Triops eggs will not all hatch simultaneously. This is a safety mechanism that prevents hatching in a pool that dries up in a day or two and kills all hatched triops. Another strategy they have to prevent unsuitable hatching is that they require not only the presence of water, but it has to be water of specific parameters. And as if all this wasn’t enough, they are able to detect light and dark conditions, so if an egg is buried in mud, the egg won’t hatch until it receives light.

In our hands, the eggs have a comparatively easy time because they can be hatched out in any dedicated aquarium with a few centimeters of water. Room temperature is okay for some species, though a few will require tropical conditions, so check the requirements of your triops accordingly. I normally use a small, air-operated sponge internal filter for some filtration, and I initially don’t add any substrate because the eggs will normally come in a small bag of coral sand.

Finding the eggs in the sand is not easy, but once the water is added you may see them at the surface of the container against the sides. The coral sand will help buffer the pH, and a neutral value seems to suit most of the species. To begin, just pour the sand and eggs into the tank and add either deionized, distilled, or RO water with a 75/25 mix with tap water. The reason that pure water is used initially is to convince the eggs that it is a brand-new water body with no build up of dissolved organic compounds, as that would suggest a resident population of predators.

You should be able to see your first few hatchlings within a day or two, and quite often a big batch will hatch on days three through five. Do not feed the triops for the first few days, as they are living off their yolk sac. They are about the same size as newly hatched brine shrimp once hatched, and I often add a couple of water snails to help eat uneaten food.
Some species are more prone to cannibalizing their younger siblings than others, so you might want a separate tank for the first ones to hatch. You can very slowly increase the water level with tap water by a few centimeters each day once the triops have hatched out. I have lost whole colonies by undertaking water changes, so I suggest that you never change more than 10 percent at a time. Also make sure that new water is left to sit for at least 24 hours before use.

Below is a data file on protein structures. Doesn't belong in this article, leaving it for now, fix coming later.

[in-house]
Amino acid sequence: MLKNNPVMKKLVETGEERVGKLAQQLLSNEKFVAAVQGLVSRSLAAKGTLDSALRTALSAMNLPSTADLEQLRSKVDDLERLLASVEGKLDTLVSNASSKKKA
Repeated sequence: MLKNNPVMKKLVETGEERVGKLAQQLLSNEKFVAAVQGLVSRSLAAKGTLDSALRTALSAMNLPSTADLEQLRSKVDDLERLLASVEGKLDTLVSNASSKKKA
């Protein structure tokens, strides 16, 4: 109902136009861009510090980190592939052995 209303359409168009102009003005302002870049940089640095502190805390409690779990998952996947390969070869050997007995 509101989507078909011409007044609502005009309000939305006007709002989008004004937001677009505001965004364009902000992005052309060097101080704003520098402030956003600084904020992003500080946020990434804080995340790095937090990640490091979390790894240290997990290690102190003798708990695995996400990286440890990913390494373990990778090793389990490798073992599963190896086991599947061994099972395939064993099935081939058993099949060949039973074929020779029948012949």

Raising Triops

You will not believe how quickly these animals can grow. They can literally double in size every 24 hours—starting at a miniscule ½ mm, they become nearly fully grown within the first couple of weeks from hatching. Really, it all happens that fast! Some of the larger species such as T. cancriformis grow slower than others, but they can still reach their average 5- to 8-cm (2- to 3-inch) lengths in just a few weeks.

First foods will be found by the newly hatched triops, which are usually microscopic particles that came in with the same bag of sand that the eggs arrived in. You can start feeding them extra from about day three onward. They only require very small amounts of food, so little and often is the ideal way to feed them. Powdered fish foods are fine, and I have had a good success rate with crushed-up cichlid pellets and other sinking granules.

A Simple Strategy

Part of the long-term success of triops is that they grow faster than anything else in their ponds or pools, and then eat everything else! Unfortunately, that also means that you might wind up with just one or two large triops.

Larger triops simply require larger food items and, as they are omnivorous, will appreciate some fresh food in their diet: peas, carrots, grindal worms, and most other foods that are fed to fish. They can also eat their shed skins that are cast off during their growth spurts, so I tend to leave them in the aquariums. But if the triops are well fed, the skins just float messily around, so you can remove them if you want.

My eventual goal with any of the animals I keep is to try and encourage them to breed. I have bred some tricky species over the years, but if you are looking for your next challenge, this isn’t it. In most cases you don’t even need two triops, as they can breed parthenogenetically—asexual reproduction. Many other species are hermaphroditic.

They can start to reproduce after only about two to three weeks of age, and although some eggs may hatch in the aquarium, the vast majority will not hatch unless you remove the substrate and dry it, essentially starting the whole process of the lifecycle again. They can be quite easy to breed and secure future hatchings.

In closing, I would recommend keeping triops at least once. I was pleasantly surprised and intrigued by their lifecycle, their speed of growth, and of course their survival strategies. They would be an ideal species for getting your kids into the hobby, especially if you go for one of the kits with the fancy colors and ornaments. So forget monkey mermaids; feed those to your fish, but give a loving home to your very own prehistoric triops monsters!


See the full article on TFH Digital http://www.tfhdigital.com/tfh/201102#pg91